Brian Gorman

Party Loyal for What?

“May God write us down as asses if ever again we are found putting our trust in either the Republican or the Democratic Parties.”

— W.E.B. DuBois 1922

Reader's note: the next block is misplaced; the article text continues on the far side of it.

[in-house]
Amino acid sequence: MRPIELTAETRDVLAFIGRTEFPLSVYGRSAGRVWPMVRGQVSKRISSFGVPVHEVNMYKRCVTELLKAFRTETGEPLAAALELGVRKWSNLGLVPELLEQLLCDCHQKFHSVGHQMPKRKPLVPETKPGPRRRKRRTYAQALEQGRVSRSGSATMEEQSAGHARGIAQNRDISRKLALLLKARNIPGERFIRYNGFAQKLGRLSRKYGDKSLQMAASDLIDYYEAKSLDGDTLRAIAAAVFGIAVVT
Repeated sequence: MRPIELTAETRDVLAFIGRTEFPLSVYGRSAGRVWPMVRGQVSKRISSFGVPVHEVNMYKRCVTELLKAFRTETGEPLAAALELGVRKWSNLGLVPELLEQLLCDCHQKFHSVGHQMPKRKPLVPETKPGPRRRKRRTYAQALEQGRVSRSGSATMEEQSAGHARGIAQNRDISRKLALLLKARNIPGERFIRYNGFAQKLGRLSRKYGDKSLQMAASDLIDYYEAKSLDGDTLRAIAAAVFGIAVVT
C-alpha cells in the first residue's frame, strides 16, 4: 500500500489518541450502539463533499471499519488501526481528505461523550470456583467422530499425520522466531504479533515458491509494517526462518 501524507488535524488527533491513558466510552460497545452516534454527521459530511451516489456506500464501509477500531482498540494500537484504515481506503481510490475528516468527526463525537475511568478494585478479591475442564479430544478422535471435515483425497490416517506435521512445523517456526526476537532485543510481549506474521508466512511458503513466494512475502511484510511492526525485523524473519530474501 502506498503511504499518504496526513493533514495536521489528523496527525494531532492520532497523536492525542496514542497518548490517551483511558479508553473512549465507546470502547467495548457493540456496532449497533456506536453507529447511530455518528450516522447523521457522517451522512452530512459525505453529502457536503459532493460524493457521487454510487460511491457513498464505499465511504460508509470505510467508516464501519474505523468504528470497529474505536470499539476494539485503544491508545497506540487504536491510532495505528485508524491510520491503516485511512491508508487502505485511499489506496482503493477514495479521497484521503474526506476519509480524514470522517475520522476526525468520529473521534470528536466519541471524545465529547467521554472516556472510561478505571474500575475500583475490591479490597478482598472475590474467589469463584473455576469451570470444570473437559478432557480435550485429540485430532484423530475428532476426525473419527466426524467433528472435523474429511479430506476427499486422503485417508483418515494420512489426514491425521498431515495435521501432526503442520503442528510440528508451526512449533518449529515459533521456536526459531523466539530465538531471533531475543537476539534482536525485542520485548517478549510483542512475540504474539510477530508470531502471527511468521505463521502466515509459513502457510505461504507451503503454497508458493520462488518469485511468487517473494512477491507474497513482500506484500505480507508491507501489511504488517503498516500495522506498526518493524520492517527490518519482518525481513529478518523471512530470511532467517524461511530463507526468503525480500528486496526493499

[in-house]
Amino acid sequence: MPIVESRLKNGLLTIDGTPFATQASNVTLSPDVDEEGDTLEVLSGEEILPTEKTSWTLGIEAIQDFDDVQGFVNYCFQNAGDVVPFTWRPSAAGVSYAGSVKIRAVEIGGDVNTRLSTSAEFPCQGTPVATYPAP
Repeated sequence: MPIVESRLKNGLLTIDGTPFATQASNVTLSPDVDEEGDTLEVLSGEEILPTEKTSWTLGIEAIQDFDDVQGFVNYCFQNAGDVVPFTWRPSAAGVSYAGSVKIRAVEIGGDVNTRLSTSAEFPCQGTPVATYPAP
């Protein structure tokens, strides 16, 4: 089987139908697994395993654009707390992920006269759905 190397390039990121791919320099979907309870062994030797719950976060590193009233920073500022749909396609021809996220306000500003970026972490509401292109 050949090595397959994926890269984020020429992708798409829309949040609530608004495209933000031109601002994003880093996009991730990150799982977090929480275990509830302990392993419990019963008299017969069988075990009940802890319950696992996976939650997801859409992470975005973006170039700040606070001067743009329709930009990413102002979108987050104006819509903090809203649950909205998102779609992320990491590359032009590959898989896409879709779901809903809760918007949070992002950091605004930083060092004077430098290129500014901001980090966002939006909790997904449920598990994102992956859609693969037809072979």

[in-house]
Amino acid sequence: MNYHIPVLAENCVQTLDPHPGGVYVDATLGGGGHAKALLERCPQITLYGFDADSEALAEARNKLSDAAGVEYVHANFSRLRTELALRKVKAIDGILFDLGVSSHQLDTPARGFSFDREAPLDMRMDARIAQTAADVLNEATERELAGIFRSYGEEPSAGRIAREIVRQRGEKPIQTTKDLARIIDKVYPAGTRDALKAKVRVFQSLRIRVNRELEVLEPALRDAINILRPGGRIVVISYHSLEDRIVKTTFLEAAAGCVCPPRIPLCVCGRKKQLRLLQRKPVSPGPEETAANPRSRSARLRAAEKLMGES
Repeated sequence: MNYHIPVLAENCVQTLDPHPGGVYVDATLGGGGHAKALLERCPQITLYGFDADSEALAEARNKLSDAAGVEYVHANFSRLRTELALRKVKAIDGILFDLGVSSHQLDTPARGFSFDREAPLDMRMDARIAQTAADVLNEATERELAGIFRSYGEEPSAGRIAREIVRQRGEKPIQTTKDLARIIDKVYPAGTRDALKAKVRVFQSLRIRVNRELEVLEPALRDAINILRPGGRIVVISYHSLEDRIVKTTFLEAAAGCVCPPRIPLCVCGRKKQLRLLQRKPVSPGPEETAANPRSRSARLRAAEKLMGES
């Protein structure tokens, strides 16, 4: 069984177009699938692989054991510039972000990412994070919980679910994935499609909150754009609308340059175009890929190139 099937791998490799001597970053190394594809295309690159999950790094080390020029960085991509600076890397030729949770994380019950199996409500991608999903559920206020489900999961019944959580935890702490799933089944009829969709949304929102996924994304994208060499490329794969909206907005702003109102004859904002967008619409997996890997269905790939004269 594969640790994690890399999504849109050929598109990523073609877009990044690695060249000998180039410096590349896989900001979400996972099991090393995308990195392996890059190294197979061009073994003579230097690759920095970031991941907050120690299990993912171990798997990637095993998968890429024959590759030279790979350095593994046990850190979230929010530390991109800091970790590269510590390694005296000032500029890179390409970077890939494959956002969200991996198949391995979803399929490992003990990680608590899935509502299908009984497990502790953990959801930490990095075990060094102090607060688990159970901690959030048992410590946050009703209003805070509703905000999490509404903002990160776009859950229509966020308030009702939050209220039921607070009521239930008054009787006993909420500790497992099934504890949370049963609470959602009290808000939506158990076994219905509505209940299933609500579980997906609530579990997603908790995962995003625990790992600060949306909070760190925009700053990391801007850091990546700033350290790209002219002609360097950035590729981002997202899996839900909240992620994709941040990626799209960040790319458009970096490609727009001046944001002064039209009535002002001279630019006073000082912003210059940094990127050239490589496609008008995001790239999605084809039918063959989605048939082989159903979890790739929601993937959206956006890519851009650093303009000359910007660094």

If you look at US History as it pertains to the Black vote, you will find it tied to the power struggle of the Republican and Democratic parties. The Black vote has been used to shift the balance of power between the two parties. Both parties have historically made promises to the Black community for favor but never fully delivered. The Democratic Party was founded in the late 1820s by supporters of Andrew Jackson and became the political party of many mega-rich plantation owners with large slave populations. They supported limited government and state sovereignty. On the other hand, the Republican Party, often referred to as the Grand Old Party (GOP), was founded in the mid-1850s by opponents of the Kansas-Nebraska Act. Many were Northeasterners against the expansion of slavery, wanted economic reform, and supported liberalism. The 3/5 Compromise passed in 1787 had a significant impact on shaping the political landscape of the United States until Reconstruction in 1867. It allowed for increased taxation and House of Representatives representation in pro-slavery states, giving a disproportionate influence on the Presidency, the Supreme Court, and other positions of power. So to gain power, the Republican party attacked the institution of slavery to give themselves more power, eliminating the economic engine of slavery tips the balance of power in their favor, which was the primary motivation in the Emancipation Proclamation. There was no real plan for Black people after emancipation. Lincoln hoped to create a relocation program that died when he was assassinated. However, many Black people sought inclusion with their newly found freedom and sought political offices. Following emancipation, most Black Congressional elected officials were realized during the Reconstruction Era, only to be terrorized out of office by white Democrats with no repercussions. Republican officials grew tired of fighting for Black people and began to see it as a burden but promised the Black community because they needed the votes. As a result, the Black community was rewarded with political appointments that diminished in number by the early 1900s. Then in 1906, Teddy Roosevelt caused a rift between the Black community and the Republican party with his handling of the 25th Infantry Regiment of the Buffalo Soldiers at Fort Brown near Brownsville, Texas when he dishonorably discharged 167 Black troops without pension or trial for a racially charged incident. As a result of the broken promises of the Republican party to the Black community, in 1913, many Black leaders supported Democrat Woodrow Wilson for President. This started a shift in party loyalty and party ideologies. This shift was furthered with the social liberal policies of Franklin Roosevelt and the New Deal, causing the conservatives within the party to move towards the Republican party. After the Civil Rights Act of 1964 and the Voting Rights Act of 1965, passed under Democratic President Lyndon B. Johnson, the core bases of the two parties shifted, with the Southern states becoming more reliably Republican in presidential politics and the Northeastern states becoming more reliably Democratic. It has been that way ever since. This election felt historically familiar as Democratic officials grew tired of fighting for Black people and began to treat it like a burden. Failed promises to the Black community are evident, and they stood on the Black vote because it was needed for victory. We need to realize our position in this power struggle and leverage our vote to whichever party can deliver on the needs of the collective Black community. Party loyalty is not an option. Black liberation is—and as long as we are loyal, they can postpone liberation. As long as our vote isn’t taken for granted and is the deliverable that shifts their power, we shall see noticeable changes quickly.